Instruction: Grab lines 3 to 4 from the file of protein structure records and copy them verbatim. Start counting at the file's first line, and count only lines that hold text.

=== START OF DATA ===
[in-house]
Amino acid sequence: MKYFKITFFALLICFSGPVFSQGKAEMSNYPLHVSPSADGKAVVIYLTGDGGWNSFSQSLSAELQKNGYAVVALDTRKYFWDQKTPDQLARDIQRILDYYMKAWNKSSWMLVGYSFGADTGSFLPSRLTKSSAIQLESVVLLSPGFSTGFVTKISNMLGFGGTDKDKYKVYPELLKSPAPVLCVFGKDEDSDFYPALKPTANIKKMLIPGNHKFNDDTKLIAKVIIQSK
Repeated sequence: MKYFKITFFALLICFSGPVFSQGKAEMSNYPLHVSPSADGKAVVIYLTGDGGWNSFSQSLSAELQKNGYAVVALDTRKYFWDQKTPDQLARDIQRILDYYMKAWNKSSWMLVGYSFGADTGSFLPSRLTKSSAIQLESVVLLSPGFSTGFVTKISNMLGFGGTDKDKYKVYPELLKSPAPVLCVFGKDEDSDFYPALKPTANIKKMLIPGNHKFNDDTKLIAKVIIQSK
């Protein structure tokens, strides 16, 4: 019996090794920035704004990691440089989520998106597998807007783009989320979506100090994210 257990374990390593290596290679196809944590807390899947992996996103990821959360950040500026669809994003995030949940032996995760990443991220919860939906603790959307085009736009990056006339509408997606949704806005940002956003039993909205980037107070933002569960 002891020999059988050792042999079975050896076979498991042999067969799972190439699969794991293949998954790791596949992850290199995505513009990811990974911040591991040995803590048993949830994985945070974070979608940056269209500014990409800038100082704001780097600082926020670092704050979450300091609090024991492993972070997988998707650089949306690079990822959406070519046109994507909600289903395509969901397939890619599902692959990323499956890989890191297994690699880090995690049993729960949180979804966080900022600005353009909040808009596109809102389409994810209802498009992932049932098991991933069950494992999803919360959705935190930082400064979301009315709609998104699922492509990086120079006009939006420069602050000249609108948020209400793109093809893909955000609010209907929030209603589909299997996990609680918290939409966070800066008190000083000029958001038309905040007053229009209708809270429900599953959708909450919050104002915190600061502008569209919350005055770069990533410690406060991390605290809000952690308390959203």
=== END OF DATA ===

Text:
Repeated sequence: MKYFKITFFALLICFSGPVFSQGKAEMSNYPLHVSPSADGKAVVIYLTGDGGWNSFSQSLSAELQKNGYAVVALDTRKYFWDQKTPDQLARDIQRILDYYMKAWNKSSWMLVGYSFGADTGSFLPSRLTKSSAIQLESVVLLSPGFSTGFVTKISNMLGFGGTDKDKYKVYPELLKSPAPVLCVFGKDEDSDFYPALKPTANIKKMLIPGNHKFNDDTKLIAKVIIQSK
């Protein structure tokens, strides 16, 4: 019996090794920035704004990691440089989520998106597998807007783009989320979506100090994210 257990374990390593290596290679196809944590807390899947992996996103990821959360950040500026669809994003995030949940032996995760990443991220919860939906603790959307085009736009990056006339509408997606949704806005940002956003039993909205980037107070933002569960 002891020999059988050792042999079975050896076979498991042999067969799972190439699969794991293949998954790791596949992850290199995505513009990811990974911040591991040995803590048993949830994985945070974070979608940056269209500014990409800038100082704001780097600082926020670092704050979450300091609090024991492993972070997988998707650089949306690079990822959406070519046109994507909600289903395509969901397939890619599902692959990323499956890989890191297994690699880090995690049993729960949180979804966080900022600005353009909040808009596109809102389409994810209802498009992932049932098991991933069950494992999803919360959705935190930082400064979301009315709609998104699922492509990086120079006009939006420069602050000249609108948020209400793109093809893909955000609010209907929030209603589909299997996990609680918290939409966070800066008190000083000029958001038309905040007053229009209708809270429900599953959708909450919050104002915190600061502008569209919350005055770069990533410690406060991390605290809000952690308390959203």